University of Khartoum

The Potential of Tamarind (Tamarindus indica L.) Kernels as a Substitute Source of Pectic Substances

The Potential of Tamarind (Tamarindus indica L.) Kernels as a Substitute Source of Pectic Substances

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Title: The Potential of Tamarind (Tamarindus indica L.) Kernels as a Substitute Source of Pectic Substances
Author: Omer, Huda Abdallah Mohamed
Abstract: The present study was designed to investigate the physicochemical properties, of extracts from tamarind (Tamarindus indica) kernels and to explore their potential of being a promising substitute for pectin. Kernels from two samples, Light Brown (LB) and Dark Brown (DB), were used for extraction. The proximate composition of tamarind kernel including moisture, protein, oil, ash, fiber and carbohydrate was initially determined. Carbohydrate was found to be the major component comprising 59.30% and 57.33% in LB and DB kernel investigated, respectively. The aquous extract yielded 34% and 29%, referred to as a polysaccharide, from LB and DB kernels respectively. The physical properties of the extracts were determined and compared to those of commercial pectin. The colour of the LB sample was light creamy resembling the colour of pectin, while that of the DB sample was dark creamy. The polysaccharides from both samples were completely soluble in hot water similar to pectin. The pH-value of LB and DB kernel polysaccharides were 5.48 and 5.49 respectively while that of commercial pectin was 3.50. Thus the pH values suited the gel formation requirements. The intrinsic viscosities of LB and DB samples were found to be 4.62 dL/g and 4.42 dl/g respectively while that of commercial pectin was 3.80 dL/g. The molecular weights and equivalent weights of LB and DB extracts were similar for each, but higher than those for commercial pectin. Similar values of 1.334 as refractive indices were obtained for both kernels extracts and commercial pectin. The polysaccharides were found to be the major components in the extracts as 88.85% for LB, 85.21% for DB and 92.43% in the commercail pectin. The protein levels in LB and DB extracts were higher (3.90% and 6.50%, respectively) than that of commercial pectin (1.24%). A significant difference (P≥0.05) was observed in moisture, protein, ash and carbohydrate levels between the LB kernel and DB kernel extracts. Insignificant difference was observed in the oil and fiber contents of the two sample extracts. The functional xii properties of both extracts as gelling agent indicated that both samples contained residual amount of uronic acid, without galacturonic acid and acetyl group with small amount of methoxyl group, and high value of degree of estrification. The commercial pectin, however, contained a high level of uronic acid and relatively low degree of estrification. Individual sugars analyized by HPLC showed that LB and DB kernel extracts contained pentose sugar:xylose (16.0%, 16.6%) and arbinose (1.5%, 1.3%) and hexose sugars glucose (50.0%, 49.9%) and galactose (28.0%, 33.2%), respectively. The molar ratio of these sugars was found to be (2:1:3:1) in both extracts. The commercial pectin contains similar sugars but with fructose instead of xylose. The tamarind kernel extracts were able to form gels over a wide pH range in the presence of sucrose (with or without acid and base), while commercial pectin form gels over a narrow pH range (acidic) in the presence of sucrose. The maximum gel strength was obtained using concentration of 0.75% tamarind kernel extracts and commercial pectin, 65-70% sucrose concentration and 0.80% citric acid at pH range from 2.50-2.75. A significant difference (P≥0.05) was observed in the gel setting rate of gels made from the three gelling agents. The organoleptic evaluation of the gels showed that there were insignificant differences in appearance, texture, taste, and flavour under all conditions investigated for LB tamarind polysaccharide and commercial pectin. However, the appearance, taste, and flavour of the gels formed by DB tamarind polysaccharide under the base condition were significantly different. Although the gels made from commercial pectin obtained the higher panaleists score (9.836) compared to that made from LB and DB polysaccharide (9.756, 9.701, respectively), the statistical analysis showed insignificant difference. Due to the good gelling properties of both extracts compared to commercial pectin they were used as gelling agents for the preparation of pumpkin jam. The chemical compositions, microbiological analysis, and sensory evaluation for jams prepared by both tamarind kernel polysaccharides were compared to jam made from pectin. The results indicated that the pumpkin jams xiii made by the addition of tamarind kernel polysaccharides instead of pectin were highly acceptable and met the specification of Sudanese Standard for jams by SSMO. It was concluded that tamarind kernels, considered as a waste, can be converted into a useful by-product, which can be used as a promising substitute source of pectin.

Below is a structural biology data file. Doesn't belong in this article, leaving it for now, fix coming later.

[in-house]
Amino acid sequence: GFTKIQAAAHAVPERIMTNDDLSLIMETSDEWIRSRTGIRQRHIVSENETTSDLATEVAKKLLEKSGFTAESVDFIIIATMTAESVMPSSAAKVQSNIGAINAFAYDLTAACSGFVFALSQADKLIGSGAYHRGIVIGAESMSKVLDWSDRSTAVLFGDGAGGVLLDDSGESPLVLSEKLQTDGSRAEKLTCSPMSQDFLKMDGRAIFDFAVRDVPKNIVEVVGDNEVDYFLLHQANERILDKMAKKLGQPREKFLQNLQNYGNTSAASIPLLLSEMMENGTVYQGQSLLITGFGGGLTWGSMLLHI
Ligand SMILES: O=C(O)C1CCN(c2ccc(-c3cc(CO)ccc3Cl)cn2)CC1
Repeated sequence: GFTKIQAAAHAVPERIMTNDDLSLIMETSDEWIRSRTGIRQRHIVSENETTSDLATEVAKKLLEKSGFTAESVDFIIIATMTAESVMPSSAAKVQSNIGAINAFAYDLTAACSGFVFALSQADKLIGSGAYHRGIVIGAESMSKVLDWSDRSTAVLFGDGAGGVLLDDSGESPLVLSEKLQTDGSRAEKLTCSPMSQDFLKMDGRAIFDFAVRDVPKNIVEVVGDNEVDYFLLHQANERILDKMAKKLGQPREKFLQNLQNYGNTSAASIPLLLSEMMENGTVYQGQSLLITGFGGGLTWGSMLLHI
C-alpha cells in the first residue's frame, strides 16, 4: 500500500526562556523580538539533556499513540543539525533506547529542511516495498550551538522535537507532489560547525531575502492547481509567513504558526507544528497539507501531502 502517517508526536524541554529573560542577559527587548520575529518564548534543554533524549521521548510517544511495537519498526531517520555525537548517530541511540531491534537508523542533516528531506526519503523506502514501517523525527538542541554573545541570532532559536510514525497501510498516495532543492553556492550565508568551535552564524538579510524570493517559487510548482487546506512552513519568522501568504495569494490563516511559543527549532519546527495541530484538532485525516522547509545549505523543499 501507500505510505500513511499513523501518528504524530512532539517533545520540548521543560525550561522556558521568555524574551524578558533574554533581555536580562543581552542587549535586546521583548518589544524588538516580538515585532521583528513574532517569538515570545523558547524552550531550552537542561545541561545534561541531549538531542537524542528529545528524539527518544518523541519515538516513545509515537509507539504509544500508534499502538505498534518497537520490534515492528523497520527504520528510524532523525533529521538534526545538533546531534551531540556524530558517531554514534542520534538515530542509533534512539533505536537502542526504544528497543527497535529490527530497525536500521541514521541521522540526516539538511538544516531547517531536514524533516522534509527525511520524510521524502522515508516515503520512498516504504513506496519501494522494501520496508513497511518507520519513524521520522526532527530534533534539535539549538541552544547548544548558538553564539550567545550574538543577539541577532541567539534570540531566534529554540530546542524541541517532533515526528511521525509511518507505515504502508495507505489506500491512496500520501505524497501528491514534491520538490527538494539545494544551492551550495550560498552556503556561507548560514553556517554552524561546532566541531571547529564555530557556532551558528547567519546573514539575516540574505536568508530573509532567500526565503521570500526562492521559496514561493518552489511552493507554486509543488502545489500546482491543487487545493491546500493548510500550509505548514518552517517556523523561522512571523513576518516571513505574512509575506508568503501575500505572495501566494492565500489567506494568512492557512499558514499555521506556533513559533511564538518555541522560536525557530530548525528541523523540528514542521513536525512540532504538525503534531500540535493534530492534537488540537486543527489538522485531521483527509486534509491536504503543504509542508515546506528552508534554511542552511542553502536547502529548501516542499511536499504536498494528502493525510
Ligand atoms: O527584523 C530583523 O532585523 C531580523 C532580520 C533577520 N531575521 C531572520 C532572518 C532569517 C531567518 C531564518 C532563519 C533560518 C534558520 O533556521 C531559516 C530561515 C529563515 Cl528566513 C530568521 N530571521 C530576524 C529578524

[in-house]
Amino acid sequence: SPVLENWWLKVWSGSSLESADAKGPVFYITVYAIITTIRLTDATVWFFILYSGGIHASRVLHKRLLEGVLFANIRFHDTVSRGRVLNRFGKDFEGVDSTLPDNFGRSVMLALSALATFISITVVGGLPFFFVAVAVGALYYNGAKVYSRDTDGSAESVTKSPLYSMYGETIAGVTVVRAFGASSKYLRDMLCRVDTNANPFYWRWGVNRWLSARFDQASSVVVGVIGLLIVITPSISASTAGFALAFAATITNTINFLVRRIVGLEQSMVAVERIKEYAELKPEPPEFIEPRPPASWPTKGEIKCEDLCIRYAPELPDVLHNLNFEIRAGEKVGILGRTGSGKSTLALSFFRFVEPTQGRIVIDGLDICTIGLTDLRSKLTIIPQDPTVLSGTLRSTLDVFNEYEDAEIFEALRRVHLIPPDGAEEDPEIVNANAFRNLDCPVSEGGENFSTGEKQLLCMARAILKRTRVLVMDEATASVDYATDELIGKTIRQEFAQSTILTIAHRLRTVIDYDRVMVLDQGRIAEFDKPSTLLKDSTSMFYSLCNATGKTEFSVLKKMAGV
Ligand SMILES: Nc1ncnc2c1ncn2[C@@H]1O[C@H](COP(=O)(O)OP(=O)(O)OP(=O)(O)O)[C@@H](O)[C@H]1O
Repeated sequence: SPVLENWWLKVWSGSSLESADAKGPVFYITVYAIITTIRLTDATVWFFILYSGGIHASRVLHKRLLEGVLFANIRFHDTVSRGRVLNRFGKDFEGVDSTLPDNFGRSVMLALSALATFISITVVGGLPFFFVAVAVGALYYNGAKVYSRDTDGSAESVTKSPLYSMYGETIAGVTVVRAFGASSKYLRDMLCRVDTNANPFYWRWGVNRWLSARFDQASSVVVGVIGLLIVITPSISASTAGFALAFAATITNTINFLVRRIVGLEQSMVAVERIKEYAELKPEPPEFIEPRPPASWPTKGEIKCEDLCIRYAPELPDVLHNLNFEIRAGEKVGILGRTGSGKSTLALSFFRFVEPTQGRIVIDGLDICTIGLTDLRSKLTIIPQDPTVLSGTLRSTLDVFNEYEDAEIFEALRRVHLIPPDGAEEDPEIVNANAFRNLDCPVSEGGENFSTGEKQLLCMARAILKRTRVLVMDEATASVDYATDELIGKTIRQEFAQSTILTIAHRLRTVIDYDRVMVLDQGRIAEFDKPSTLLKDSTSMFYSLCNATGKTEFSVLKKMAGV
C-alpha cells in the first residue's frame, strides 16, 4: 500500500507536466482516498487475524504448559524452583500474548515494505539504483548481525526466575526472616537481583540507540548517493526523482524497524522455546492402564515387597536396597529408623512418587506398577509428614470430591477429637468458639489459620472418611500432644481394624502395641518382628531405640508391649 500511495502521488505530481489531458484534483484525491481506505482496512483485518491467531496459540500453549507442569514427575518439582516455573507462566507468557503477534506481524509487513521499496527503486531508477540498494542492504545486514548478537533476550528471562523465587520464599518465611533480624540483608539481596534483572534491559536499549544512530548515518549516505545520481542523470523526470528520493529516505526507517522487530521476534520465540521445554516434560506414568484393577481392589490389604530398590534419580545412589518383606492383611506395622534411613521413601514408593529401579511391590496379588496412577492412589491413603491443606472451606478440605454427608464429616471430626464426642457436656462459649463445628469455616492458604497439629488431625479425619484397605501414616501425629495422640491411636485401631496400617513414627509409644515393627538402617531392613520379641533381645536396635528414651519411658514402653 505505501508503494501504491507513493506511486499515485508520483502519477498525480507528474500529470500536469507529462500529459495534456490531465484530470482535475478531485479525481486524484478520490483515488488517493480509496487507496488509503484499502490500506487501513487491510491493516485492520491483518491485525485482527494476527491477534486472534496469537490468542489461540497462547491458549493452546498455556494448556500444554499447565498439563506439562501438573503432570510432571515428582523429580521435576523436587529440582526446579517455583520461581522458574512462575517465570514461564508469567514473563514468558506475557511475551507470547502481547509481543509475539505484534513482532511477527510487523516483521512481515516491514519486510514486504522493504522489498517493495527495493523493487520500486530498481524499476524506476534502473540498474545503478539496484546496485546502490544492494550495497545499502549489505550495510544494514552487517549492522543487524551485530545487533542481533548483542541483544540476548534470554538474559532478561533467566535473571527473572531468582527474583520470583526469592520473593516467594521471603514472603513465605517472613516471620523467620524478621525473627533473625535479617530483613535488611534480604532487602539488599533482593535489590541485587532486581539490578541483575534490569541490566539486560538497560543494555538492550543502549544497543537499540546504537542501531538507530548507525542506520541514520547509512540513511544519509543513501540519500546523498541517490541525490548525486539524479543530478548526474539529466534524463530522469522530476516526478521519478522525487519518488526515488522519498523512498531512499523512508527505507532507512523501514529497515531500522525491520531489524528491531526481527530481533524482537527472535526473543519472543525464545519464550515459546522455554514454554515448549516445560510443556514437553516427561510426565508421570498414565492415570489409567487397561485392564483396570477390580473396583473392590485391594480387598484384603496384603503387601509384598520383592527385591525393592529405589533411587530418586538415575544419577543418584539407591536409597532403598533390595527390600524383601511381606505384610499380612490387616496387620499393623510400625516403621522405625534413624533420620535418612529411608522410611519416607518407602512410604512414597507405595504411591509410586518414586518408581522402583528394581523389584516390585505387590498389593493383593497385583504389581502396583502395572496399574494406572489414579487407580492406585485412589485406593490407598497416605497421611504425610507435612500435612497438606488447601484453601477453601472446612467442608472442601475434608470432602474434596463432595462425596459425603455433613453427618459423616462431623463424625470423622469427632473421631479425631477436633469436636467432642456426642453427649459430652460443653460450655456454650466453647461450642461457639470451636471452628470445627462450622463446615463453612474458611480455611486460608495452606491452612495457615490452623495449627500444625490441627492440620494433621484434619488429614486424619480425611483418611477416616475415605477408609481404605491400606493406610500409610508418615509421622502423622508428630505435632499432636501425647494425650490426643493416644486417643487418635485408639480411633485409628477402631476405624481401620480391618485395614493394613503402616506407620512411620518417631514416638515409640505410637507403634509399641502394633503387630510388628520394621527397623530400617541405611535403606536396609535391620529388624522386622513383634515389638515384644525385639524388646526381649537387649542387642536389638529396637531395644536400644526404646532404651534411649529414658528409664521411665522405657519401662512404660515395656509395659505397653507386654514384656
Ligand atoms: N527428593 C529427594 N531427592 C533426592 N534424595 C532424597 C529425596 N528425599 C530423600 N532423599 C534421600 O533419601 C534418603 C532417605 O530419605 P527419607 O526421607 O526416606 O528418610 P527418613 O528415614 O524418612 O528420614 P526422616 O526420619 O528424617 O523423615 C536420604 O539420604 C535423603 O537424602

Description: 136page
URI: http://khartoumspace.uofk.edu/handle/123456789/13706
Date: 2015-06-18


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